By Carlos Avalos
Next Tuesday, August 22, 2017, David Moore, who had worked the last 16 years of his 23 years in law enforcement with the Fontana Police Department, will fight to be fully reinstated in his job as a police officer together with recovering five months of back pay when he comes before the Fontana City Council for a hearing.
Moore was ignominiously fired from the Fontana Police Department in March. That firing has a significant backstory, indeed a backstory with several layers.
The justification the department gave for cashiering Moore had nothing to do with using excessive force, nor pilfering items out of the department’s evidence locker, nor was he suspected or proven to have framed civilians with crimes they did not commit in the course of his work in the field or while he was carrying out investigations. And he was not charged with falsifying a police report. Indeed, Moore’s firing had nothing at all to do with his comportment on the job. Rather, his badge and service gun were taken from him because his wife, now his ex-wife, was listed as a beneficiary on the health insurance policy Moore was entitled to as one of his employment benefits. He had, the department maintained, phoneyed up a document pertaining to his health benefits policy. When the department’s internal affairs division came across this circumstance, he was placed on administrative leave, pending an investigation. It was not the first time he had been put on administrative leave.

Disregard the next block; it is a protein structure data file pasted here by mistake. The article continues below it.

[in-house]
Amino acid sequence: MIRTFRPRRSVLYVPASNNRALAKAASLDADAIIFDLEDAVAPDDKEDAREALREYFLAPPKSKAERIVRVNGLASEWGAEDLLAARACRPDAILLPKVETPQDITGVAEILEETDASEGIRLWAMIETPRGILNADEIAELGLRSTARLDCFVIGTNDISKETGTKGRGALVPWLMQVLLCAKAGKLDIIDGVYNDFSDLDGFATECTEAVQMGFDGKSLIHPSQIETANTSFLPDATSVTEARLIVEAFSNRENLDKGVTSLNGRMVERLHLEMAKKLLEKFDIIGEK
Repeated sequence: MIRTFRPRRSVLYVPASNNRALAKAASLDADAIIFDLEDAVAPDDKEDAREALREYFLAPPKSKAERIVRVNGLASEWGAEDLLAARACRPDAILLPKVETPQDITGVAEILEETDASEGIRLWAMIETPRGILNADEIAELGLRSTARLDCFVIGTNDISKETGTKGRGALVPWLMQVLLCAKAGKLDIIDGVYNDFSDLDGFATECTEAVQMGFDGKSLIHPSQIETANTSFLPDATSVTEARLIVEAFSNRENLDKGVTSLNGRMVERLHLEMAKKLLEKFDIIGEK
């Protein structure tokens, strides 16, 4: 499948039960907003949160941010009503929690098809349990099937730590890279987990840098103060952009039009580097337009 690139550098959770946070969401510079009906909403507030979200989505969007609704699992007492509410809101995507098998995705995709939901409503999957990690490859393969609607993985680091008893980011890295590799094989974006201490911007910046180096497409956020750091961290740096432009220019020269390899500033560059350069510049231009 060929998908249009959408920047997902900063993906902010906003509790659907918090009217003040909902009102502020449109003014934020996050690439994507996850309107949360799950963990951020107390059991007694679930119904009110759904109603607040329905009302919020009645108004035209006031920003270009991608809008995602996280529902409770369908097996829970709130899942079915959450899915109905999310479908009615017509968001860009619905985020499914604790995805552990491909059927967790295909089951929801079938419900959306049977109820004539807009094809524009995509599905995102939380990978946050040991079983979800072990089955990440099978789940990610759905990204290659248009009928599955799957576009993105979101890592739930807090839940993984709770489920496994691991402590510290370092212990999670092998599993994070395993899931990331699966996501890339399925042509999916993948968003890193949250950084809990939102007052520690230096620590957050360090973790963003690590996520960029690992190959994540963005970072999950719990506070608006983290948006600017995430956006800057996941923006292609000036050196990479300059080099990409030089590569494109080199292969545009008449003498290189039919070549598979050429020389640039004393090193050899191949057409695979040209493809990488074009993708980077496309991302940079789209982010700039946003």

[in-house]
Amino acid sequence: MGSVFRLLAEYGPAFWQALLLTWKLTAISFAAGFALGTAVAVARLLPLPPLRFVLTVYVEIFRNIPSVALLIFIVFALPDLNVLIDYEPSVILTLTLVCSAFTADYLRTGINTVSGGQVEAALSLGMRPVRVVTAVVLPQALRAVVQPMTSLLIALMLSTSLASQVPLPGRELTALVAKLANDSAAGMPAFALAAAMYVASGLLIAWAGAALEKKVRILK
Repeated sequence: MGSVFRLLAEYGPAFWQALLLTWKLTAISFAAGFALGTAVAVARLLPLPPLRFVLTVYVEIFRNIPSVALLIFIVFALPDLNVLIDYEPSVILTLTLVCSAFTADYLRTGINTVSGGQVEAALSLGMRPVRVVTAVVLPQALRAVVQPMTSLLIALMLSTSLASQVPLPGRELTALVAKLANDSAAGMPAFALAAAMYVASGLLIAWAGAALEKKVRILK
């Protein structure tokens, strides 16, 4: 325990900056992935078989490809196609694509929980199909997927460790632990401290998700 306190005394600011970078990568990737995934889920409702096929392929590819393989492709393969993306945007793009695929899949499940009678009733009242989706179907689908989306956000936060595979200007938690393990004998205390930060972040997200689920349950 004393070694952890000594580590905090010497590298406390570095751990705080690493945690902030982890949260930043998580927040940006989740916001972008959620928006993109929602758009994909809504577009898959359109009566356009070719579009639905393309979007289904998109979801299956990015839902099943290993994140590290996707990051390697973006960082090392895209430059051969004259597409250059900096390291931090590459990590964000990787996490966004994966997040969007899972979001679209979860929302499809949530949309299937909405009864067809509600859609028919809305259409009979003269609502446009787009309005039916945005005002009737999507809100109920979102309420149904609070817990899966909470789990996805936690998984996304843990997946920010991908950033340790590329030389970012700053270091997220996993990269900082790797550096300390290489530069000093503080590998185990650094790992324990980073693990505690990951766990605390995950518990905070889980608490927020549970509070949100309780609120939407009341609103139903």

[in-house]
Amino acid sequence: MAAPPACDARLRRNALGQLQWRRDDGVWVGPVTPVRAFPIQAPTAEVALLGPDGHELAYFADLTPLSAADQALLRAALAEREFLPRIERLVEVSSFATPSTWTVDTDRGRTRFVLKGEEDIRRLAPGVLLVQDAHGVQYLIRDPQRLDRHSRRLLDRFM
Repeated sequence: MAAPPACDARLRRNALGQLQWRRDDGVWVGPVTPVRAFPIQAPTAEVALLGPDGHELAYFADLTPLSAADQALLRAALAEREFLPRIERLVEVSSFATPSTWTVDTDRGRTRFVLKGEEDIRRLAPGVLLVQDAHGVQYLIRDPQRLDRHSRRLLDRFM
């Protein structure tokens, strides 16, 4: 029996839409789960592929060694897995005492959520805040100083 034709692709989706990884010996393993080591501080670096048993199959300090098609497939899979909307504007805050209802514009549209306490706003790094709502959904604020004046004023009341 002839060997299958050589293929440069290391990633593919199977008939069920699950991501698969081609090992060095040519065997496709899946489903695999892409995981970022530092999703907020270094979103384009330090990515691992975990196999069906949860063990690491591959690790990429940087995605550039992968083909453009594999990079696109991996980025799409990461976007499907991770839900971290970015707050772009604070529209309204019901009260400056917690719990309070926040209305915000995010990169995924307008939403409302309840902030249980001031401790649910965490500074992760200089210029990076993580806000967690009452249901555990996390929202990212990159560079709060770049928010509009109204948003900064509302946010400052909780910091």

During the investigation, Moore maintained his innocence and judicial records show that he marshaled proof in the form of a court order from a family law court judge that his wife remain as a beneficiary on his health plan until his divorce was finalized. Moore also produced a letter from his divorce attorney, which explained that he was acting on the advice provided by his divorce attorney. Despite his provision of those exhibits, Moore was terminated.